Indian badminton legend Prakash Padukone was conferred BAI Lifetime achievement awards in a grand ceremony on Monday.
In presence of his wife and daughters -- Deepika and Anisha, and a host of current Indian and international players Padukone received the award from India's vice-president Venkaiah Naidu. Padukone, who had reached the pinnacle of his career in 1980s claiming Danish Open, the Swedish Open and prestigious All England Championships was awarded a cheque of Rs 10 lakh, a citation and a shawl.
The 63-year-old Bengalurian was overwhelmed my emotions during his speech. "I got emotional because of the way the game has grown from a time when I was playing. I felt bad for some of the players who came from the smaller towns, many of them are very good players," he said adding he was receiving the award on behalf of all the Indian players who played during his generation.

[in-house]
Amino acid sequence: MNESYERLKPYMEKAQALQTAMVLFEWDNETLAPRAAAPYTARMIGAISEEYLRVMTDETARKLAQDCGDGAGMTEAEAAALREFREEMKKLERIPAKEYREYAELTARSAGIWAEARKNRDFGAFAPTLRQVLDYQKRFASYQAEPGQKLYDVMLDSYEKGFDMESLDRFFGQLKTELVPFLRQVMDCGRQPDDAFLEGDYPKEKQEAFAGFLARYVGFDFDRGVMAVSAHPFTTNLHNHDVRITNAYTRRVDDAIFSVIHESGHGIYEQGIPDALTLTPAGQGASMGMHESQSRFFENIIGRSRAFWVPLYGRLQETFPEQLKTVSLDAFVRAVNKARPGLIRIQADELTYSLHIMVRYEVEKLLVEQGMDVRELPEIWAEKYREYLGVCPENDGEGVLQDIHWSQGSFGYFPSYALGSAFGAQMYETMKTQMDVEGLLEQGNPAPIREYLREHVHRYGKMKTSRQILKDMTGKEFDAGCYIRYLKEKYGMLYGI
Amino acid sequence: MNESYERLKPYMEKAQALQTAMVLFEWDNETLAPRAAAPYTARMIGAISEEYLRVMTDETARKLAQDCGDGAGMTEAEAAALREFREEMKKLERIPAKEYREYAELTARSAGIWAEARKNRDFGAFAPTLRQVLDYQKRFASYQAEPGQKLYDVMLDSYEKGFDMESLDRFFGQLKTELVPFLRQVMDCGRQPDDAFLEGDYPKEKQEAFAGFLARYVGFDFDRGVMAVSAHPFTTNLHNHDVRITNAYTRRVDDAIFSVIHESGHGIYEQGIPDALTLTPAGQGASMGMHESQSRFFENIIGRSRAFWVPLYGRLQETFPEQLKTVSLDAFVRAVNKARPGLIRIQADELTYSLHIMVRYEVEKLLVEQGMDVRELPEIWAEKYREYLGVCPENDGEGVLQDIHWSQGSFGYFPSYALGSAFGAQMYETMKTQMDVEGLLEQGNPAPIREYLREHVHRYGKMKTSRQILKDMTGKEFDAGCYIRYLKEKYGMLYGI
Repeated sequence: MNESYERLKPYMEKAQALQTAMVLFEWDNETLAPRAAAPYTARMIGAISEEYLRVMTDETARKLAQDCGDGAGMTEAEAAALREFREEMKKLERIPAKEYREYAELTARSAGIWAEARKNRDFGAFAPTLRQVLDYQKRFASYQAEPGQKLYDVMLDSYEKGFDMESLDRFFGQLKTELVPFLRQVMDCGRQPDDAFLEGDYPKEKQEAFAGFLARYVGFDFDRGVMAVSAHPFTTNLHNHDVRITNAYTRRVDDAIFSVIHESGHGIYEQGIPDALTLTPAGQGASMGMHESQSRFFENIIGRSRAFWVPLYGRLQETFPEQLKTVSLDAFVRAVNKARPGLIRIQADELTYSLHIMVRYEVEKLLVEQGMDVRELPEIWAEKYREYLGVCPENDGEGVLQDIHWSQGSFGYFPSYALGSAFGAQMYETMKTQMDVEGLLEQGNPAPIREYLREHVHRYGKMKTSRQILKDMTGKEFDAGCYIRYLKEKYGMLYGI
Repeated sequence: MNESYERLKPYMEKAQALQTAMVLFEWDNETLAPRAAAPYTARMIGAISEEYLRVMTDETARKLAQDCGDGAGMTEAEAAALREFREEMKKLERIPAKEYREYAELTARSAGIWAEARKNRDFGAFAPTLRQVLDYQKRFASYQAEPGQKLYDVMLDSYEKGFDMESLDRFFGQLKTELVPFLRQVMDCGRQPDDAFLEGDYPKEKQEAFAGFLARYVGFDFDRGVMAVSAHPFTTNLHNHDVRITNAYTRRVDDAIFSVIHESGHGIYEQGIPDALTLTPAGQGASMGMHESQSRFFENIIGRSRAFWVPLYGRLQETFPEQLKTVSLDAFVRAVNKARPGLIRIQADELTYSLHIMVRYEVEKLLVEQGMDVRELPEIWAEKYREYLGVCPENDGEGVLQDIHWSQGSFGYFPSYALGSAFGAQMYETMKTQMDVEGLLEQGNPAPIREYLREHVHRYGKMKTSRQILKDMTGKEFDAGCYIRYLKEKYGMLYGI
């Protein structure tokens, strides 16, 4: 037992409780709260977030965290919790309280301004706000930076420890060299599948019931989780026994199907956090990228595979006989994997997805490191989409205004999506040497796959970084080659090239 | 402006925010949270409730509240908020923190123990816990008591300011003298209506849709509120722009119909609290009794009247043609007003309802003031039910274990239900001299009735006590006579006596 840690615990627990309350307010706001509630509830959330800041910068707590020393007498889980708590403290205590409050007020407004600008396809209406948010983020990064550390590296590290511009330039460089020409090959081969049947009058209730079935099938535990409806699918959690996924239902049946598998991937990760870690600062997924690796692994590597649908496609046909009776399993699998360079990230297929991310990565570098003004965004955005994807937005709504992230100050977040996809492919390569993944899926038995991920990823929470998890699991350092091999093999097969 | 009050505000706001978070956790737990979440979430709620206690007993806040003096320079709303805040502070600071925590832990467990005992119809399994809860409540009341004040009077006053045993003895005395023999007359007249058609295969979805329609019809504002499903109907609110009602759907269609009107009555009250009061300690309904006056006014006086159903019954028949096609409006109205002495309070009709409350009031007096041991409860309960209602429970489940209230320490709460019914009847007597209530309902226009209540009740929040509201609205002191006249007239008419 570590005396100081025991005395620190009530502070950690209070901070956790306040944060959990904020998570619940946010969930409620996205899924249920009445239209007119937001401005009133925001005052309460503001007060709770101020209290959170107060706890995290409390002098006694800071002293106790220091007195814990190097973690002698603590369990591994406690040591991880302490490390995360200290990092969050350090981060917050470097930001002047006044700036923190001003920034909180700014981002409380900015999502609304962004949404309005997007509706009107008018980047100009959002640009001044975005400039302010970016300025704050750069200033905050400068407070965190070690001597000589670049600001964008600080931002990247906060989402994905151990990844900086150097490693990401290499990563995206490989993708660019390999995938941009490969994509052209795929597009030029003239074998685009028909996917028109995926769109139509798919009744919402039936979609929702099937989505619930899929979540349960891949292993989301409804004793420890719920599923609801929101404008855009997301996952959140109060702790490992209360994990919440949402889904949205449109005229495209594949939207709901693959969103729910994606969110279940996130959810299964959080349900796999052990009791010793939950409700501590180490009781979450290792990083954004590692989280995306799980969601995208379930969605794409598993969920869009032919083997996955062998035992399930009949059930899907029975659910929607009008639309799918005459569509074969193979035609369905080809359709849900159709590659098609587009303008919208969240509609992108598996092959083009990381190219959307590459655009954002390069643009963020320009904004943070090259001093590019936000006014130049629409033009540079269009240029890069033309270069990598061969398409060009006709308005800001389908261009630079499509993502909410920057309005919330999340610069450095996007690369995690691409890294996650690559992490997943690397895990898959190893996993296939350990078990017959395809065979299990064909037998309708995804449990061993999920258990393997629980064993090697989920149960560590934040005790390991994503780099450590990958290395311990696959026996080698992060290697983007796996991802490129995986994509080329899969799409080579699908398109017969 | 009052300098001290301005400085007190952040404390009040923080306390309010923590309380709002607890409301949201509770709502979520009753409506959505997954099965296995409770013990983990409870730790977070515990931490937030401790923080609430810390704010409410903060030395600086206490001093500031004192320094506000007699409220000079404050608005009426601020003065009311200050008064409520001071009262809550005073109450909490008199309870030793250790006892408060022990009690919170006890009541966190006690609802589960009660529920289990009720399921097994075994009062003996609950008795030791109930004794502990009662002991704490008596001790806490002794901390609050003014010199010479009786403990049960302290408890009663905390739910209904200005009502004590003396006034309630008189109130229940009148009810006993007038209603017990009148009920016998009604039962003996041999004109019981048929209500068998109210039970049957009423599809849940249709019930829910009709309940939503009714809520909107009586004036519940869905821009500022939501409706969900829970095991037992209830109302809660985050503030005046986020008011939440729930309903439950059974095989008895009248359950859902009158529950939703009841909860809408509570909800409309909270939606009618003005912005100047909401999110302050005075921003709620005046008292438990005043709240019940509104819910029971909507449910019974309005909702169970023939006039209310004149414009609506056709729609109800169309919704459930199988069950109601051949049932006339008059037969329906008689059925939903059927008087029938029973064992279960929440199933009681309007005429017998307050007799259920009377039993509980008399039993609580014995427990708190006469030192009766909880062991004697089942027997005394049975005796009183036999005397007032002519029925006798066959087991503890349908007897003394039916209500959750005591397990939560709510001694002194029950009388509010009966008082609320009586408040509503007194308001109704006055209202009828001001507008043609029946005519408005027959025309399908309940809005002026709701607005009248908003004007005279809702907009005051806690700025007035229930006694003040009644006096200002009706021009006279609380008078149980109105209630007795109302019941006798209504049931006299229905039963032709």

"It is a privilege for me to receive this lifetime achievement award in its inaugural year. I played badminton at a time when not many knew what the sport was all about. I am glad to have played a small part in what game has achieved today. I played purely for the love of the game without expecting anything in return. And to see how much I can challenge myself despite there being no facilities.
"I am extremely delighted with the way badminton has progressed since I started playing in 1960s. The number of new players taking up the sport every year, the new state of the art infrastructure facilities coming all over the country, media coverage, sponsorship opportunities, increase in the number of tournaments played and conducted every year, consistently good performances at the international level by India's top players are in my opinion are some of the reasons that have gone on to make badminton the second most popular sport in the country after cricket."
Padukone, however, said BAI needs to work with state associations to encourage talent in the country especially in smaller towns and cities. "The goal should be to establish at least one academy in each zone to begin with and the long term goal should be to have one academy in each state fully funded either by the ministry or BAI," he said.
"If appropriate systems are put in place India can be on par with other leading badminton nations of the world. However if we do not achieve this, it will not be due to lack of talent in the country."